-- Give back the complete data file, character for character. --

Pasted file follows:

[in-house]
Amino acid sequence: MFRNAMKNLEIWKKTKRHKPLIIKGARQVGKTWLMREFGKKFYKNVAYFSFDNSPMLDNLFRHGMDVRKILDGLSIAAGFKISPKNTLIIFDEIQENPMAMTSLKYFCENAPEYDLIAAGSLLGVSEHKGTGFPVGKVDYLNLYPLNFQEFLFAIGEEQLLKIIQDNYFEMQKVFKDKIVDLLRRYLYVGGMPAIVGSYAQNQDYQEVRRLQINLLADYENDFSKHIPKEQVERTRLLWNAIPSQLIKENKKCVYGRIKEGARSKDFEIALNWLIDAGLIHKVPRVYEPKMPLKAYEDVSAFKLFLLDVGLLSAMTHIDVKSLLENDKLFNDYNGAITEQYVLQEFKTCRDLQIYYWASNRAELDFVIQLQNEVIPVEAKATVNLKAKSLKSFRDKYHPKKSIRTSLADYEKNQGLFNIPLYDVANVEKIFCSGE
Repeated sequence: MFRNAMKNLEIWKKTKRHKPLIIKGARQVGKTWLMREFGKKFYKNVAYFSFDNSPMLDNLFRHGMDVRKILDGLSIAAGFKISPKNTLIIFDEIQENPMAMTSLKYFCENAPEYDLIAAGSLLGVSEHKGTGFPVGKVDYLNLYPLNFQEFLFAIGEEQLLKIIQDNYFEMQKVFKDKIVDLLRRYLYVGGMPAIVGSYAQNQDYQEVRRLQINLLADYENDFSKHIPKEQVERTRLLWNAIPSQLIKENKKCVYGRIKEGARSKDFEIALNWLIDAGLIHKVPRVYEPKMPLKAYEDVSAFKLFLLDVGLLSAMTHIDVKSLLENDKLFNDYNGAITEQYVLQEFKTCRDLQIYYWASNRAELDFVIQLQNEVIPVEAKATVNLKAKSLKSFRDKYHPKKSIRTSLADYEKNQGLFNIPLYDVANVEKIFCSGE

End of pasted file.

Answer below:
[in-house]
Amino acid sequence: MFRNAMKNLEIWKKTKRHKPLIIKGARQVGKTWLMREFGKKFYKNVAYFSFDNSPMLDNLFRHGMDVRKILDGLSIAAGFKISPKNTLIIFDEIQENPMAMTSLKYFCENAPEYDLIAAGSLLGVSEHKGTGFPVGKVDYLNLYPLNFQEFLFAIGEEQLLKIIQDNYFEMQKVFKDKIVDLLRRYLYVGGMPAIVGSYAQNQDYQEVRRLQINLLADYENDFSKHIPKEQVERTRLLWNAIPSQLIKENKKCVYGRIKEGARSKDFEIALNWLIDAGLIHKVPRVYEPKMPLKAYEDVSAFKLFLLDVGLLSAMTHIDVKSLLENDKLFNDYNGAITEQYVLQEFKTCRDLQIYYWASNRAELDFVIQLQNEVIPVEAKATVNLKAKSLKSFRDKYHPKKSIRTSLADYEKNQGLFNIPLYDVANVEKIFCSGE
Repeated sequence: MFRNAMKNLEIWKKTKRHKPLIIKGARQVGKTWLMREFGKKFYKNVAYFSFDNSPMLDNLFRHGMDVRKILDGLSIAAGFKISPKNTLIIFDEIQENPMAMTSLKYFCENAPEYDLIAAGSLLGVSEHKGTGFPVGKVDYLNLYPLNFQEFLFAIGEEQLLKIIQDNYFEMQKVFKDKIVDLLRRYLYVGGMPAIVGSYAQNQDYQEVRRLQINLLADYENDFSKHIPKEQVERTRLLWNAIPSQLIKENKKCVYGRIKEGARSKDFEIALNWLIDAGLIHKVPRVYEPKMPLKAYEDVSAFKLFLLDVGLLSAMTHIDVKSLLENDKLFNDYNGAITEQYVLQEFKTCRDLQIYYWASNRAELDFVIQLQNEVIPVEAKATVNLKAKSLKSFRDKYHPKKSIRTSLADYEKNQGLFNIPLYDVANVEKIFCSGE